Private Sector Expansion Moderates Slightly in March

Private Sector Expansion Moderates Slightly in March

21 Mar    Finance News, News

In a continuation of the ongoing recovery from recession, the private sector in Britain expanded for the fifth consecutive month, albeit at a slightly slower pace in March compared to the previous month.

Survey data from purchasing managers revealed that the output index dipped marginally to 52.9 in March from 53 in February, slightly below the consensus forecast of 53.1. However, the figure remained above the key threshold of 50, indicating growth in the private sector.

The moderation in overall private sector growth was primarily driven by a slowdown in the services sector, which reached a three-month low of 53.4, down from 53.8 in February. Notably, the services sector plays a significant role in economic growth and employment, accounting for three-quarters of economic growth and 80% of employment.

On the other hand, the manufacturing sector came close to ending its 20-month downturn, with the index rising to 49.9 from 47.5, surpassing economists’ expectations.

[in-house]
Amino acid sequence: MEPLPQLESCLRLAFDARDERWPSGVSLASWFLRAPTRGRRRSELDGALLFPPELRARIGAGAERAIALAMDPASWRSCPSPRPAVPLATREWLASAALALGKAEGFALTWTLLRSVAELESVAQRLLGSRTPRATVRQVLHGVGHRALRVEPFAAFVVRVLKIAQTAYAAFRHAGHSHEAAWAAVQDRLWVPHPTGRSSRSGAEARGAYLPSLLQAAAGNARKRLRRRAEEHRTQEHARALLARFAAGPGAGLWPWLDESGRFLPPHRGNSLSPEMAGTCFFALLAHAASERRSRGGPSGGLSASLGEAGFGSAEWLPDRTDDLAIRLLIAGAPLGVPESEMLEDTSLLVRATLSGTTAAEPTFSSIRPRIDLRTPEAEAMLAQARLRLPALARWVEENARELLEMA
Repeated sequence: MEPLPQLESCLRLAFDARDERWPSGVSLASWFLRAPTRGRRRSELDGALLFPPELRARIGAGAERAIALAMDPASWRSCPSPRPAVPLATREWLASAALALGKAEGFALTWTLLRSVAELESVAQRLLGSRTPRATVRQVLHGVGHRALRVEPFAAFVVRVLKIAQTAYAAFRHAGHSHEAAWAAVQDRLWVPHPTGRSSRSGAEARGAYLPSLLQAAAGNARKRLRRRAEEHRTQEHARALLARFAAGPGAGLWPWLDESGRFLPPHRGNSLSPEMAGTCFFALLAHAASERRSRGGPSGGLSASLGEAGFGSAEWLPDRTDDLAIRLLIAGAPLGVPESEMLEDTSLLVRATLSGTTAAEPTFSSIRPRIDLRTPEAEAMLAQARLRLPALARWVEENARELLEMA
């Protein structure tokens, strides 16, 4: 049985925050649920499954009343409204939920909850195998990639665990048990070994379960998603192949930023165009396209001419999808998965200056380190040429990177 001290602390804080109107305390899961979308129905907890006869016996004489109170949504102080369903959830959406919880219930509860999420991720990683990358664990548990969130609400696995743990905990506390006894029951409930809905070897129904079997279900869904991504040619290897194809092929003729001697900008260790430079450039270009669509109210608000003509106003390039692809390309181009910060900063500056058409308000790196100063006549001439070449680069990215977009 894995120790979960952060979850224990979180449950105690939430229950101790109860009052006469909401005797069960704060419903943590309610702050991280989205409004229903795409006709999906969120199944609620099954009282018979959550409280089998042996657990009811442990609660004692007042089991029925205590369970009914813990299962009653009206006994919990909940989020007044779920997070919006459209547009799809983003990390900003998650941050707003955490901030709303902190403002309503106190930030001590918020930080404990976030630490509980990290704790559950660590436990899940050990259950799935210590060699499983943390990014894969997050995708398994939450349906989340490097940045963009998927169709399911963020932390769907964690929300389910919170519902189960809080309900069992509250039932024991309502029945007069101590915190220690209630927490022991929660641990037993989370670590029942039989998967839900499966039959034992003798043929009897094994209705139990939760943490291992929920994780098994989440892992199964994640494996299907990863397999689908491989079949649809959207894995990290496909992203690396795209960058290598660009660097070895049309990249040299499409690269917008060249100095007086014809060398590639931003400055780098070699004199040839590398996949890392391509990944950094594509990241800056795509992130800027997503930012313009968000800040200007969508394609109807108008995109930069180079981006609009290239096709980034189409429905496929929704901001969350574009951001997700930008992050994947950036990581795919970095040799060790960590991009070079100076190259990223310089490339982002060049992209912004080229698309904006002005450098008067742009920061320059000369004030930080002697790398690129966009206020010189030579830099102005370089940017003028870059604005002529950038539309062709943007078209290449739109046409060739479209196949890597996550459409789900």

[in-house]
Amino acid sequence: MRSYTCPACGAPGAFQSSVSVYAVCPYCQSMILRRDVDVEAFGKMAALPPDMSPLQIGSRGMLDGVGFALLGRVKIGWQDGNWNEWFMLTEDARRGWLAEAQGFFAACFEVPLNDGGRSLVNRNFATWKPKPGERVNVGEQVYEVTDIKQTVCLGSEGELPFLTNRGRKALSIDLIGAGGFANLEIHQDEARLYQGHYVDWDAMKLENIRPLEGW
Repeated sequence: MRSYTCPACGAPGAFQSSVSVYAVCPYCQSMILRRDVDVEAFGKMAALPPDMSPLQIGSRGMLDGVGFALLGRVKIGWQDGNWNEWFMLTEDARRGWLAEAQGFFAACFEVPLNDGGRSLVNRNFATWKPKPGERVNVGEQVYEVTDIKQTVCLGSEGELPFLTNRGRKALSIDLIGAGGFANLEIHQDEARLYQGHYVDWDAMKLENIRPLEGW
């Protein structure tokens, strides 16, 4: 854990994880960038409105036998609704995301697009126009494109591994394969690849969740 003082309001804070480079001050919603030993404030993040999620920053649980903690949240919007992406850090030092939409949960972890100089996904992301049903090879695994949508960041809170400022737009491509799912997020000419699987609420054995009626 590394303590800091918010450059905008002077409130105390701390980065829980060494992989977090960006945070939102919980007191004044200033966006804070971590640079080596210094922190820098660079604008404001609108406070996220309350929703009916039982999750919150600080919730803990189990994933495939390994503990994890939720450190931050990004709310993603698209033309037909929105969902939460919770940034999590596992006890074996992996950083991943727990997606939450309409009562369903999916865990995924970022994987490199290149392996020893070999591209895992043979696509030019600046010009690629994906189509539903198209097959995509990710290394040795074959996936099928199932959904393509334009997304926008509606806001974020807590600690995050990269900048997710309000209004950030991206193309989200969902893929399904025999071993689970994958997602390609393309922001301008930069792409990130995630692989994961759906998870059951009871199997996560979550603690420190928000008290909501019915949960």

Chris Williamson, chief business economist at S&P Global, highlighted the encouraging signs of a more broad-based expansion, with sustained growth in the service sector and tentative signs of growth in manufacturing output. He estimated that economic output likely expanded by around 0.25% in the first quarter.

Despite the positive indications from the Purchasing Managers’ Index (PMI) figures, Williamson noted that there was no indication of a rapid easing of inflation. Stubbornly high service sector inflation, coupled with renewed inflation in manufacturing, suggests persistent underlying price pressures.

Thomas Pugh, an economist at RSM UK, described the economic recovery as fragile, anticipating a more substantial pickup in growth in the second half of the year. This optimism is based on expectations of lower inflation, declining interest rates, and tax cuts stimulating consumer spending, thereby improving business confidence and overall economic conditions.

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Meanwhile, in the eurozone, the equivalent PMI reading rose to a nine-month high of 49.9, signaling a modest improvement. However, the bloc remained in contractionary territory for the 10th consecutive month, with strong services activity offset by a more severe downturn in manufacturing.

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